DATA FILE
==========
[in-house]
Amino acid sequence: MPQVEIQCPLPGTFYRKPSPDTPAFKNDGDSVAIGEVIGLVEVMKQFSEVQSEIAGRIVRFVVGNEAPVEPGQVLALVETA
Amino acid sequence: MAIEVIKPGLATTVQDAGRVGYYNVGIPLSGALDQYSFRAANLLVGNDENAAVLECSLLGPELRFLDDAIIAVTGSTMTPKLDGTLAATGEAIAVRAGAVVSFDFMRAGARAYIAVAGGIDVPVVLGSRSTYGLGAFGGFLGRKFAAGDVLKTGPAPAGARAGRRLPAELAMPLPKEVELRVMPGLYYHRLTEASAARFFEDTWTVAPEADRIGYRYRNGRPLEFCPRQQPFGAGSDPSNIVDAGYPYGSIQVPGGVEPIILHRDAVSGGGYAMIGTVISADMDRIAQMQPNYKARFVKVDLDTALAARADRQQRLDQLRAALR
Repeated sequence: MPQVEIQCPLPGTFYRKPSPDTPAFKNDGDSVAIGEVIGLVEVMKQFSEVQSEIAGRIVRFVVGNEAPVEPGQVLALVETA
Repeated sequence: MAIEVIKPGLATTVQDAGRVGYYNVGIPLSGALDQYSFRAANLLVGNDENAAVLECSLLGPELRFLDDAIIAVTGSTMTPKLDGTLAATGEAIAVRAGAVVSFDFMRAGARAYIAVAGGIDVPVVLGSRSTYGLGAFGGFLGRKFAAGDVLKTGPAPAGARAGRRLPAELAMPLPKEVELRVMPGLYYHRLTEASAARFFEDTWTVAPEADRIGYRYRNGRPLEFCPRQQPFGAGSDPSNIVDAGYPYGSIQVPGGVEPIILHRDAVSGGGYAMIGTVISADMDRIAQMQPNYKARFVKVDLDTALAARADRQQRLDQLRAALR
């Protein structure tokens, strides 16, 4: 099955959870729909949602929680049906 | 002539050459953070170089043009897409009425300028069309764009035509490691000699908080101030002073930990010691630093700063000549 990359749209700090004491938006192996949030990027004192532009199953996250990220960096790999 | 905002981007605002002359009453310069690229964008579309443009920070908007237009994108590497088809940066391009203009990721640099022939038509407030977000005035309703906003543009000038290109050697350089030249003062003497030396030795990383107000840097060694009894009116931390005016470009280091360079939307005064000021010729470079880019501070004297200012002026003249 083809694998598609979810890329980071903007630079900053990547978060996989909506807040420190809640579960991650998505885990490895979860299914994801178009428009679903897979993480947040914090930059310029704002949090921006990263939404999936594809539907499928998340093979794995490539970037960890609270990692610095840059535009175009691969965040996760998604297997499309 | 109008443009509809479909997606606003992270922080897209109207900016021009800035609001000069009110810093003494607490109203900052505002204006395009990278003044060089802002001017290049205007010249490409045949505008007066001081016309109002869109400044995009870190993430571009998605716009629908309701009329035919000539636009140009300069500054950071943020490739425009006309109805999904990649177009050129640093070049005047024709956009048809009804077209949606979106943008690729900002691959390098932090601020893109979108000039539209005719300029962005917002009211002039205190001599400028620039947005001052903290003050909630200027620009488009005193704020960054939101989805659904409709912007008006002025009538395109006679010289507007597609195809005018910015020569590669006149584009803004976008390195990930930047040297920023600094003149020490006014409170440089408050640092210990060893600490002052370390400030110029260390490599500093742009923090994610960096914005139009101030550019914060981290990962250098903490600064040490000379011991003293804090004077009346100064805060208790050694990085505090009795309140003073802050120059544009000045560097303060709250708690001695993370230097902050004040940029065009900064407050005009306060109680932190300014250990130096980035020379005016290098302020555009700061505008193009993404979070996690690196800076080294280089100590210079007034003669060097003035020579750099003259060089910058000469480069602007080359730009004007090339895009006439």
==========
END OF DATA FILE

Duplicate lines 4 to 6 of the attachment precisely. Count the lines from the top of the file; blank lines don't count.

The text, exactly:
Repeated sequence: MPQVEIQCPLPGTFYRKPSPDTPAFKNDGDSVAIGEVIGLVEVMKQFSEVQSEIAGRIVRFVVGNEAPVEPGQVLALVETA
Repeated sequence: MAIEVIKPGLATTVQDAGRVGYYNVGIPLSGALDQYSFRAANLLVGNDENAAVLECSLLGPELRFLDDAIIAVTGSTMTPKLDGTLAATGEAIAVRAGAVVSFDFMRAGARAYIAVAGGIDVPVVLGSRSTYGLGAFGGFLGRKFAAGDVLKTGPAPAGARAGRRLPAELAMPLPKEVELRVMPGLYYHRLTEASAARFFEDTWTVAPEADRIGYRYRNGRPLEFCPRQQPFGAGSDPSNIVDAGYPYGSIQVPGGVEPIILHRDAVSGGGYAMIGTVISADMDRIAQMQPNYKARFVKVDLDTALAARADRQQRLDQLRAALR
């Protein structure tokens, strides 16, 4: 099955959870729909949602929680049906 | 002539050459953070170089043009897409009425300028069309764009035509490691000699908080101030002073930990010691630093700063000549 990359749209700090004491938006192996949030990027004192532009199953996250990220960096790999 | 905002981007605002002359009453310069690229964008579309443009920070908007237009994108590497088809940066391009203009990721640099022939038509407030977000005035309703906003543009000038290109050697350089030249003062003497030396030795990383107000840097060694009894009116931390005016470009280091360079939307005064000021010729470079880019501070004297200012002026003249 083809694998598609979810890329980071903007630079900053990547978060996989909506807040420190809640579960991650998505885990490895979860299914994801178009428009679903897979993480947040914090930059310029704002949090921006990263939404999936594809539907499928998340093979794995490539970037960890609270990692610095840059535009175009691969965040996760998604297997499309 | 109008443009509809479909997606606003992270922080897209109207900016021009800035609001000069009110810093003494607490109203900052505002204006395009990278003044060089802002001017290049205007010249490409045949505008007066001081016309109002869109400044995009870190993430571009998605716009629908309701009329035919000539636009140009300069500054950071943020490739425009006309109805999904990649177009050129640093070049005047024709956009048809009804077209949606979106943008690729900002691959390098932090601020893109979108000039539209005719300029962005917002009211002039205190001599400028620039947005001052903290003050909630200027620009488009005193704020960054939101989805659904409709912007008006002025009538395109006679010289507007597609195809005018910015020569590669006149584009803004976008390195990930930047040297920023600094003149020490006014409170440089408050640092210990060893600490002052370390400030110029260390490599500093742009923090994610960096914005139009101030550019914060981290990962250098903490600064040490000379011991003293804090004077009346100064805060208790050694990085505090009795309140003073802050120059544009000045560097303060709250708690001695993370230097902050004040940029065009900064407050005009306060109680932190300014250990130096980035020379005016290098302020555009700061505008193009993404979070996690690196800076080294280089100590210079007034003669060097003035020579750099003259060089910058000469480069602007080359730009004007090339895009006439």